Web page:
All workouts should be this much fun!
Dance Base is Scotland’s National Centre for Dance and has been promoting and delivering dance activity in the city of Edinburgh since 1994, moving to the current site in the Grassmarket in September 2001. Although Dance Base is the home for professional dancing in Scotland and a fantastic venue during the Fringe Festival, their philosophy is to encourage and develop the potential for dance in everyone. They achieve this by encouraging dancers of all ages and abilities, to participate in a varied programme of fun, non-competitive classes that provides a friendly and enjoyable way to keep fit and develop new skills.
‘Over 2500 people a week currently experience the physical and emotional benefits of dance through a Dance Base activity.’
There are over 100 public classes in over 40 different forms of dance throughout the year, including: Under-5s, Hip-Hop and Breakdancing, Cuban Salsa, Ballet, Tap, Contemporary, Tango, Ballroom and Egyptian Belly Dance. Classes are either run in a Block or some are available as Drop-in sessions. Every season they have a new catalogue of classes, workshops and events which can be viewed online or you can pick up a copy at reception; the Spring 15 catalogue is out now….
From my previous adventures, you’ve probably realised that I love music and dancing so you may be surprised that although I’ve been for shows during the Fringe, I’ve never been to a class at Dance Base. Many of classes are only available as a block, so that you go every week and all progress together, but there are still lots of drop-in options all year round. I thought it was about time to get to a class – so as I skimmed through the online schedule two drop-in classes jumped out at me – Dance Aerobics and Musical Madness – and they were on the same night one after each other! Seems like the perfect chance to do the ‘dance base double’.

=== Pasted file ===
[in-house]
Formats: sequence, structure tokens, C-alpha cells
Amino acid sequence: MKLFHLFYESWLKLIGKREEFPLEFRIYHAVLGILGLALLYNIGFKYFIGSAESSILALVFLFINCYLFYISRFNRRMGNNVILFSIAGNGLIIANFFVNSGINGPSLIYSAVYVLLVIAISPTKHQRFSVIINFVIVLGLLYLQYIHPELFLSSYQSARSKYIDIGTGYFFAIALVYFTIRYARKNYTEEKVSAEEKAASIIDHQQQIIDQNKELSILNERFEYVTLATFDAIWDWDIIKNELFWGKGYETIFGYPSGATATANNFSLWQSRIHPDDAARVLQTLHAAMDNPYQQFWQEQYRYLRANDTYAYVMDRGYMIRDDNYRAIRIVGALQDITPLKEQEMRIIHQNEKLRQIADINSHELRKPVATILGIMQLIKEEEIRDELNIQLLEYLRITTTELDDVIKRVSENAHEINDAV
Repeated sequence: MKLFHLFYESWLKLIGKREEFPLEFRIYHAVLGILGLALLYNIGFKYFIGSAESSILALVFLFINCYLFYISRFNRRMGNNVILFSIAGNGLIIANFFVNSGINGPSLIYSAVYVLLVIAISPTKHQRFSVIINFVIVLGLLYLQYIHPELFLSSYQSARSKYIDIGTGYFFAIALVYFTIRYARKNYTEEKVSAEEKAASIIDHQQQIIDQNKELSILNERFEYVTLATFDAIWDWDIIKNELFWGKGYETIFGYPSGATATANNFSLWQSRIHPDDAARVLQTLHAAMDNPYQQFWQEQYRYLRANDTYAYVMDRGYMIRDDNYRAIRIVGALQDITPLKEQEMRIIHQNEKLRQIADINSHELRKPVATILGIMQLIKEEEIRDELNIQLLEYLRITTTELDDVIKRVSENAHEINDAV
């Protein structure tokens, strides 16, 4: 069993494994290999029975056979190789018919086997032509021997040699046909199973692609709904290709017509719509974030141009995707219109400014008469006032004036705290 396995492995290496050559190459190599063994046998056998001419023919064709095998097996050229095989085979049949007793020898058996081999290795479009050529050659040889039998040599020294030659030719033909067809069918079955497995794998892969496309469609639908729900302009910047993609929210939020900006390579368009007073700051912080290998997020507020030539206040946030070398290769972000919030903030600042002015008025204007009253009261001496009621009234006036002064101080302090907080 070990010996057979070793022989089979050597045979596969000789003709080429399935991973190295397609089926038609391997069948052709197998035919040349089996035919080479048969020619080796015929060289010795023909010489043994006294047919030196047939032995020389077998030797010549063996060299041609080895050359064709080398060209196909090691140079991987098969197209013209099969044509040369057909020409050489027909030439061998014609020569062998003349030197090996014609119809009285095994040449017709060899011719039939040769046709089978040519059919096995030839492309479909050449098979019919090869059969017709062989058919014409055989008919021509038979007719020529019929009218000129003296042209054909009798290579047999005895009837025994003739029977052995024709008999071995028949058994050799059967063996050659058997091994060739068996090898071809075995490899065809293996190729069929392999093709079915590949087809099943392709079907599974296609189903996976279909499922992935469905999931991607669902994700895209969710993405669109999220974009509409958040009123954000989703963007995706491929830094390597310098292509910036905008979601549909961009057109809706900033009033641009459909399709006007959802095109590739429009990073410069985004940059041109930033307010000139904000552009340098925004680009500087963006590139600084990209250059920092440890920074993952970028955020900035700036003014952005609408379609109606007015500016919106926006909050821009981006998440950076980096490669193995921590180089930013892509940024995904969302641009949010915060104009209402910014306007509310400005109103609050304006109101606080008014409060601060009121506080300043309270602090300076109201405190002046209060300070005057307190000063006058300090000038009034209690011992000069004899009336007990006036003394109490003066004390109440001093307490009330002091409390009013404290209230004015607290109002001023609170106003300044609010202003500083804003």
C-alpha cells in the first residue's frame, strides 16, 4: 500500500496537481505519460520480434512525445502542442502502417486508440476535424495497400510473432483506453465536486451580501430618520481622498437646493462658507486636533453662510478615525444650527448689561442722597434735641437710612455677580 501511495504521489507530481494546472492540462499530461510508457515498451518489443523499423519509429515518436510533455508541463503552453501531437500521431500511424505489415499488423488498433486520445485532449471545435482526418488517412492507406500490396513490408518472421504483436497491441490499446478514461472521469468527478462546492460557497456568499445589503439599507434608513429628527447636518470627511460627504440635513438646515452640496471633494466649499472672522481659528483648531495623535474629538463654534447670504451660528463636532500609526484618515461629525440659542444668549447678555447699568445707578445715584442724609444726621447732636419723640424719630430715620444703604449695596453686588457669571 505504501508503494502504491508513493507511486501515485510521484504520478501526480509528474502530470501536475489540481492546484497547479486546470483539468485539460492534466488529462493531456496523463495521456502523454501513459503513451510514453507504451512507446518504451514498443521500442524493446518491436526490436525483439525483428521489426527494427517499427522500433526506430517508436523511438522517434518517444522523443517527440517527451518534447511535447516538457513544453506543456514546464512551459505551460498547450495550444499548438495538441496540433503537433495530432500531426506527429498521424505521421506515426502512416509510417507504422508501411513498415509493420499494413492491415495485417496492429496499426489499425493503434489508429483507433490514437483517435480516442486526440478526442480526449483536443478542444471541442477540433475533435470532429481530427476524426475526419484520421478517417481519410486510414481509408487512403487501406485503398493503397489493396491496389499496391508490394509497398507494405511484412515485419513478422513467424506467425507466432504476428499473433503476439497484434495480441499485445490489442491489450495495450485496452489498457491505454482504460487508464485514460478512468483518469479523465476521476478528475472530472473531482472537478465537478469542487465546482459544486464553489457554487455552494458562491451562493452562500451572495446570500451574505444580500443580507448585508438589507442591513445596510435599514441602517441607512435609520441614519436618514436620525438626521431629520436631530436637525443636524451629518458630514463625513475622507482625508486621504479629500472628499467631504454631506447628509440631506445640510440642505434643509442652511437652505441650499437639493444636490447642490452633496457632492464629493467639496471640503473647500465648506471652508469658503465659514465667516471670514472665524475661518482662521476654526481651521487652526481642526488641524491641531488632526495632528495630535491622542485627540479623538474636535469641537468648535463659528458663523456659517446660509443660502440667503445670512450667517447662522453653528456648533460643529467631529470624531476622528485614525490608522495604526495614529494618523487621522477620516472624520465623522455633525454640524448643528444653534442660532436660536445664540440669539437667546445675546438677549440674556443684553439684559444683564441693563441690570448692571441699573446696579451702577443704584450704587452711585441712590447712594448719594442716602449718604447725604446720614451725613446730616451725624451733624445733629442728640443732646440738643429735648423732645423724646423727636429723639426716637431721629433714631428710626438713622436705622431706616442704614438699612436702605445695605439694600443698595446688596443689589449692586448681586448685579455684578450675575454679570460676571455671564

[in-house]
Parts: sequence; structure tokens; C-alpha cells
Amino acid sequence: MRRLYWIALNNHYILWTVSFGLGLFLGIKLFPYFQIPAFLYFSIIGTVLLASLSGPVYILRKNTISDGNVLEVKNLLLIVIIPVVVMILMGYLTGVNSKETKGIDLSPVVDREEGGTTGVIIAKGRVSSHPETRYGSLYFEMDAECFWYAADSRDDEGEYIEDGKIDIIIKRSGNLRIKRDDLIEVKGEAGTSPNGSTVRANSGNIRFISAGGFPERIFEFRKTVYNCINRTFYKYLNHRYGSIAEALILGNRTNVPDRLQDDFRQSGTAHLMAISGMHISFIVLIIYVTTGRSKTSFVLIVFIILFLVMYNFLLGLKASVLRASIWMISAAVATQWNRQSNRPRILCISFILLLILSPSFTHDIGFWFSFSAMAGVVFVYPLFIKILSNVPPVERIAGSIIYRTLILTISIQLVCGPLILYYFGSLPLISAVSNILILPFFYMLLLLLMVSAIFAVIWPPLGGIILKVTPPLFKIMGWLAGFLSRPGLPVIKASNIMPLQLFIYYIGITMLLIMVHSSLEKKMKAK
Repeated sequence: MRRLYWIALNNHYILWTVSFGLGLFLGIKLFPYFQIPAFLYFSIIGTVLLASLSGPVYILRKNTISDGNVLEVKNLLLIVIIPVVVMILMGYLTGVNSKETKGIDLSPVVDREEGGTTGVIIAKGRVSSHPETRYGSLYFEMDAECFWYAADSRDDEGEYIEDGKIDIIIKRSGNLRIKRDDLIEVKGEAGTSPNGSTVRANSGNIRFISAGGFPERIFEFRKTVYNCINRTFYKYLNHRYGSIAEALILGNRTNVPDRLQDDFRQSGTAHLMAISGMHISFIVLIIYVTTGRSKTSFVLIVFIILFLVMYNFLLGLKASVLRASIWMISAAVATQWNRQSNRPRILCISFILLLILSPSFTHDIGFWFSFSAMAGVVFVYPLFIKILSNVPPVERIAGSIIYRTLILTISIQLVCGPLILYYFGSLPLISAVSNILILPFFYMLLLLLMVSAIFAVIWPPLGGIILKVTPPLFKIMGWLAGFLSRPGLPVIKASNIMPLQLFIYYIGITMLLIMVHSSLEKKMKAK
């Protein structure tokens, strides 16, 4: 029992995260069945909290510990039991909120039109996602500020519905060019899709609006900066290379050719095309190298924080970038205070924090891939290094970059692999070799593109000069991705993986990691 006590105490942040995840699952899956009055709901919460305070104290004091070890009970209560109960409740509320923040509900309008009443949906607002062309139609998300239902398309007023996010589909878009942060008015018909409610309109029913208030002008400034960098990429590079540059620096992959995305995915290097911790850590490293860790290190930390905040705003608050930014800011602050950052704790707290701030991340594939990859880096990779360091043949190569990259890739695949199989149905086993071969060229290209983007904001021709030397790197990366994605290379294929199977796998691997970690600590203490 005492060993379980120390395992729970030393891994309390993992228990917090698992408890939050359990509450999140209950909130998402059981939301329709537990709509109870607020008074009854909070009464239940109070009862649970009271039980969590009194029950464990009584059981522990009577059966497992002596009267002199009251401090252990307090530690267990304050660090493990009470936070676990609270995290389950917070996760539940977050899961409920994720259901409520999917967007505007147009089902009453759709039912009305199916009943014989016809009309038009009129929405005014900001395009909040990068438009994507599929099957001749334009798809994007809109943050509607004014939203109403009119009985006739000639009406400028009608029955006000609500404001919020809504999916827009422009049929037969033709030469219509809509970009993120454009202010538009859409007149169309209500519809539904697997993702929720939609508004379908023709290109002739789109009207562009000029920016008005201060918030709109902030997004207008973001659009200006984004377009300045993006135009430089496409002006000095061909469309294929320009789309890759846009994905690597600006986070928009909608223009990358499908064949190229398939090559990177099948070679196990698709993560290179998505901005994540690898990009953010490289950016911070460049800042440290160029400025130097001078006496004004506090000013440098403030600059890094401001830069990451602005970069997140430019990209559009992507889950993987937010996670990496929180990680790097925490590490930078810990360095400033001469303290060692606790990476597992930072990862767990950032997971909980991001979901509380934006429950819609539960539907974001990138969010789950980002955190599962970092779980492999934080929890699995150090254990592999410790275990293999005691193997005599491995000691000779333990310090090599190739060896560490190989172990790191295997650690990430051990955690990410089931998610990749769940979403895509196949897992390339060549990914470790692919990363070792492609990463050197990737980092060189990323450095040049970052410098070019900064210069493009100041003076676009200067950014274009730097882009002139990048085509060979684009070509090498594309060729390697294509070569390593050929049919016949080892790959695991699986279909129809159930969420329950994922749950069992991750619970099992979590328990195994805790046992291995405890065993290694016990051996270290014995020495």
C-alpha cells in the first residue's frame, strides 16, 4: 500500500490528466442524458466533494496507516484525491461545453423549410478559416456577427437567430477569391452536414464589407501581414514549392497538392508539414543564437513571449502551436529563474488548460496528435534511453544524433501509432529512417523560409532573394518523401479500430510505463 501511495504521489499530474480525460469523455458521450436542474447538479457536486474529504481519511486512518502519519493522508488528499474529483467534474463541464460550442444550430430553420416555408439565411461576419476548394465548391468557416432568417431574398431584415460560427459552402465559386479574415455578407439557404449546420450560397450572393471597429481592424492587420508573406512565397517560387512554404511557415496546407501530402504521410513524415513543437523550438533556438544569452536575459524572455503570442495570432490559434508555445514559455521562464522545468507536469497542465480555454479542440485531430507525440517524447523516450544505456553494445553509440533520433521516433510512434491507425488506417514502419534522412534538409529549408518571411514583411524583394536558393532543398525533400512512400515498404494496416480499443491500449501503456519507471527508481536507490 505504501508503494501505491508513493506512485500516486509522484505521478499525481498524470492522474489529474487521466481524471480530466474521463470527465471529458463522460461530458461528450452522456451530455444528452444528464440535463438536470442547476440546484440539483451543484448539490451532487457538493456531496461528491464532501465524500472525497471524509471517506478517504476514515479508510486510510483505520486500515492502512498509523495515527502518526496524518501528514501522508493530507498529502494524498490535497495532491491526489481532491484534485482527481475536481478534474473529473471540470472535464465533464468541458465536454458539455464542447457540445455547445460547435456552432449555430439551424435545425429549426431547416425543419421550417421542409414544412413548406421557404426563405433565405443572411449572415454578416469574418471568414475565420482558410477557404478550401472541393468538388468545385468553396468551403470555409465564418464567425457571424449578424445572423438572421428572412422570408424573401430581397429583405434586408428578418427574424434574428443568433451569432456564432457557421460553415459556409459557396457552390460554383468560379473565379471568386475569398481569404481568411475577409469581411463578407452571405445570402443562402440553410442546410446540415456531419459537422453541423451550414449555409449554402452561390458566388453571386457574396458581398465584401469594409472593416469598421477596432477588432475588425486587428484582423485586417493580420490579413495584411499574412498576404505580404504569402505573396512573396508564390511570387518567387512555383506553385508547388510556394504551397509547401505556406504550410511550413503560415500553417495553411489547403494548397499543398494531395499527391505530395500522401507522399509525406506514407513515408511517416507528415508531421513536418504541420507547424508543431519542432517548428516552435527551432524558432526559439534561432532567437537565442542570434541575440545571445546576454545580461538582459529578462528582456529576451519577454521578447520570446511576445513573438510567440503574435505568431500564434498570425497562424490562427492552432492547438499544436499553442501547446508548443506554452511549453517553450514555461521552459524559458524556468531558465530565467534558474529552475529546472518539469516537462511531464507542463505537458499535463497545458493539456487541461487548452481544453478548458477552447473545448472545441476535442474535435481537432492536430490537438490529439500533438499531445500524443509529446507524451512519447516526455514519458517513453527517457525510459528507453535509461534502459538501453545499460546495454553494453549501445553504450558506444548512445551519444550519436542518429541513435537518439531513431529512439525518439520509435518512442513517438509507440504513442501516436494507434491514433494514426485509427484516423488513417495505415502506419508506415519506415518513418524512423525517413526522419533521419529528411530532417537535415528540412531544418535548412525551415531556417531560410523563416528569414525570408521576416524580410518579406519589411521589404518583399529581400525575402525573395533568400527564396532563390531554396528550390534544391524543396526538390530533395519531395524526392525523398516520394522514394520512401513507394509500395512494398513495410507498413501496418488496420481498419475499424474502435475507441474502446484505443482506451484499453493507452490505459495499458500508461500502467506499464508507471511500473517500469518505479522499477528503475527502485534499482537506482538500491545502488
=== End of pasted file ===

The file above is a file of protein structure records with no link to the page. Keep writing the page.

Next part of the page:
Dance aerobics sounded fun and challenging – a workout to cool tunes using a mix of dance and workout moves. But musical madness – that’s was intriguing – and generated a lot of interest (and perhaps even some envy) from my friends. This class uses music from Broadway or West End Musicals! Can anyone say ‘Jazz Hands’?
Once again I had a willing accomplice. We entered the ‘tunnel’ off of Grassmarket and were greeted with a bright welcoming reception.
The friendly staff told us that since we registered online as members (free) we got a ‘dance card’ which gives us points for every class we attend – which we can then use to get free classes – that will definitely come in handy! We had 30 min between classes so it was good to see there were comfy sofas to hang out on and through the back were tables, toilets, changing room, showers and lockers (which require a pound coin). We got changed, put on our dancing shoes (clean trainers – no outside shoes allowed) and were ready to start our dancing double. First up, Studio 1 for…..